When your competition is hot on your tail, you’d best to keep moving forward faster than they are. That is the trick that Microsoft is trying to turn by launching Office 365.
Microsoft has a whole lot riding on this launch. If it succeeds with both businesses and consumers, it will keep Microsoft in the game and validate the company’s newly adopted cloud direction and strategy. If it fails, it will provide an opening for other cloud-focused software producers like Apple and Google who already offers Google Apps in the cloud.
Office 365 is a major rebrand of Microsoft’s BPOS (Business Productivity Online Suite), and binds Microsoft Office, SharePoint Online, Exchange Online and Lync Online onto a common cloud platform that can cost between $2 and $27 per user, per month. Microsoft is also offering an Office 365 Marketplace with productivity apps and professional services.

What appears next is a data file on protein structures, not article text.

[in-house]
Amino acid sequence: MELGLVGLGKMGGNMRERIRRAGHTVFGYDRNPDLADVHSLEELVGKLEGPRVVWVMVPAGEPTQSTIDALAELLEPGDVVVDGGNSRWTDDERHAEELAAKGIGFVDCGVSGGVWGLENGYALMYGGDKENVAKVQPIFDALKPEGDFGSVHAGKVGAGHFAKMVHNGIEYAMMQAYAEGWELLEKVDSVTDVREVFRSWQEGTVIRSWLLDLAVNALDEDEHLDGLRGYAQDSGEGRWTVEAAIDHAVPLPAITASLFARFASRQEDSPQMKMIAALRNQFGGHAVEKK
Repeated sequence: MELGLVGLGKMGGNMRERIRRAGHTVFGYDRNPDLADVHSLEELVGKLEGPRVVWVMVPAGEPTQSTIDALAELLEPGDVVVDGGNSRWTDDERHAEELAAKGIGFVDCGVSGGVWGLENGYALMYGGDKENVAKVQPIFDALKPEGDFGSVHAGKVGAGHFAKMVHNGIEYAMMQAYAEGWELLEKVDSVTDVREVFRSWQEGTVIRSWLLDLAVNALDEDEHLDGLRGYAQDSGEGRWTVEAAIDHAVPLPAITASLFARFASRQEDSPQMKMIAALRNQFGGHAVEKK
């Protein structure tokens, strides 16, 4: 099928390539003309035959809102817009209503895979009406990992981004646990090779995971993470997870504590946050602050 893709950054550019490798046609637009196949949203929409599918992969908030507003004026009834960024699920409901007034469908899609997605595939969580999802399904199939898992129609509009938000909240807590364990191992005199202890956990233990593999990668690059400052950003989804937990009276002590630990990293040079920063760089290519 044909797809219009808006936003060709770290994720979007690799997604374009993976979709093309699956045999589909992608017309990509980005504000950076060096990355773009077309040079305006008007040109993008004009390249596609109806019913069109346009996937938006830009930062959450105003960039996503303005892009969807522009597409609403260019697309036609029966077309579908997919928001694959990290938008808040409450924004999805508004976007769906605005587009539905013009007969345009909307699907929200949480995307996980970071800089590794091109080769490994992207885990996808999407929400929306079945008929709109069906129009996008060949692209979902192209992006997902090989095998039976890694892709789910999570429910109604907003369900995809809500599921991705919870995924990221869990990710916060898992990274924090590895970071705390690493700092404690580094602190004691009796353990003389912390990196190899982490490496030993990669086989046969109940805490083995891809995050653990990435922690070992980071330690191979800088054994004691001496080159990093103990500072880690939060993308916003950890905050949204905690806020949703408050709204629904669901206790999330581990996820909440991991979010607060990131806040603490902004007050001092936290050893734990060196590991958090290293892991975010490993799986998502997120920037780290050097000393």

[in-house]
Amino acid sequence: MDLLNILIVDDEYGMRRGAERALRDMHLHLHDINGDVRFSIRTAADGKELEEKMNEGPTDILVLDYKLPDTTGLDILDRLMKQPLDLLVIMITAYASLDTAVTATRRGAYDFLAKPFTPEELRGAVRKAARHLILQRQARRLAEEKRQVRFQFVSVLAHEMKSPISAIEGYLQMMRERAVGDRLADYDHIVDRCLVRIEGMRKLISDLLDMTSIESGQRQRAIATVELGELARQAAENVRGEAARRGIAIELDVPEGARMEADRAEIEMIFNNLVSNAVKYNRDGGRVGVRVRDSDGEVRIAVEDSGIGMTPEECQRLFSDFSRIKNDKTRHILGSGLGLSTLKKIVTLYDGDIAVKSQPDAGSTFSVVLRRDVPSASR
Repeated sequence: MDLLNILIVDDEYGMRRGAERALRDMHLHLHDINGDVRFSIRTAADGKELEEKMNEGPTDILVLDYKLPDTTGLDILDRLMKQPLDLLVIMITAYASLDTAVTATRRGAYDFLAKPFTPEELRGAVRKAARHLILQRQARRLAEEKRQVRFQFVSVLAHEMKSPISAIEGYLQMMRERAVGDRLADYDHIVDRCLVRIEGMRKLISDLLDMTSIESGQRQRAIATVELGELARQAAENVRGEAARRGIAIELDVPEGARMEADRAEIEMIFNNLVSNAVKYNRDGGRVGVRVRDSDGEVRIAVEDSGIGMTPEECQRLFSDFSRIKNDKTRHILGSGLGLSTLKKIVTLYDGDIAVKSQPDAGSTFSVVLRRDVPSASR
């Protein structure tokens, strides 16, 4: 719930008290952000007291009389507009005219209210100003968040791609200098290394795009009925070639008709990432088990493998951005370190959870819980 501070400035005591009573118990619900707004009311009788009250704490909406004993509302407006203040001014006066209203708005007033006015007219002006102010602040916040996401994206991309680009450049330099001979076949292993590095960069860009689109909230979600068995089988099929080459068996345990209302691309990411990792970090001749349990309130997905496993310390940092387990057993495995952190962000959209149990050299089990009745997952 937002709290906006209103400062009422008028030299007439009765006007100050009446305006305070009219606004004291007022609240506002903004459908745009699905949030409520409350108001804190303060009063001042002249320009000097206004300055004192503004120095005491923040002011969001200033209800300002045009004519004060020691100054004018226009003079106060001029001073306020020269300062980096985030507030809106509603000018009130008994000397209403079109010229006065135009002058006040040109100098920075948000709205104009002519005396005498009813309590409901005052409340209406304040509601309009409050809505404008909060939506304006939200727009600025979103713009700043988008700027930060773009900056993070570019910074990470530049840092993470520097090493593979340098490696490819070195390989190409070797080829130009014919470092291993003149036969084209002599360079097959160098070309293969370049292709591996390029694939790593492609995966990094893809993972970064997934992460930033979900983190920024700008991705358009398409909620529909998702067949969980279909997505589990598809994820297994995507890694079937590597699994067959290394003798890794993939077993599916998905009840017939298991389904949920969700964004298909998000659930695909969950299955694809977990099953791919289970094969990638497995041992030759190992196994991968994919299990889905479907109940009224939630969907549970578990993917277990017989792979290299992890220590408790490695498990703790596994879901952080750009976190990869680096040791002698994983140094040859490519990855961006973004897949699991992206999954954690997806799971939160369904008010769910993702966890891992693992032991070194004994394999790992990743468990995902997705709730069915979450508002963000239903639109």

Office 365 is meant to provide everything from conferencing to document editing to video editing in one place. There’s also a clever focus on interoperability across multiple devices, including smartphones running Microsoft’s Windows Phone.
With this release, Microsoft targets SMBs. The big questions are whether businesses still trust Microsoft and if they will find Office 365 robust and feature-packed enough, to meet their varied needs.